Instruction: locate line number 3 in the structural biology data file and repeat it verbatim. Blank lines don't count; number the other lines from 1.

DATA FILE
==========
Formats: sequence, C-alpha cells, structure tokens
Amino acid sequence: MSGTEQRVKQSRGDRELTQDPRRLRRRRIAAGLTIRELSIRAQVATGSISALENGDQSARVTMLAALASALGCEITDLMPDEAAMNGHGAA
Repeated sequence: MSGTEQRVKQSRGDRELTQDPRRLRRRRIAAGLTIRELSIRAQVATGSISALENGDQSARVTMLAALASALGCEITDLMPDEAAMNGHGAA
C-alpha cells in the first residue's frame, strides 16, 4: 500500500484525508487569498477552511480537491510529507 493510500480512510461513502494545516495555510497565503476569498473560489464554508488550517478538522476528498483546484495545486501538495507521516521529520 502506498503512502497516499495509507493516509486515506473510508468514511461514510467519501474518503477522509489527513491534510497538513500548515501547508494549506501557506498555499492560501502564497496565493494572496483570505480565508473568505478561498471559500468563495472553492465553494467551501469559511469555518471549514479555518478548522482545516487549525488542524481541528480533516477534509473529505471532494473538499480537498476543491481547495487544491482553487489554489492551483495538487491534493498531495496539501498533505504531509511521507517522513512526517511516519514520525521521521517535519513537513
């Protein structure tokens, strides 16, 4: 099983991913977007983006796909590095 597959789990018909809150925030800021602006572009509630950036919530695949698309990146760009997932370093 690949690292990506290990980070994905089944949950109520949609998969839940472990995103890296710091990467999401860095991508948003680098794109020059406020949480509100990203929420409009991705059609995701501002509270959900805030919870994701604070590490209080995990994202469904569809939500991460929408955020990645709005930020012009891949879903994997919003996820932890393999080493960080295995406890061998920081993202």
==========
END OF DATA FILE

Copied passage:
Repeated sequence: MSGTEQRVKQSRGDRELTQDPRRLRRRRIAAGLTIRELSIRAQVATGSISALENGDQSARVTMLAALASALGCEITDLMPDEAAMNGHGAA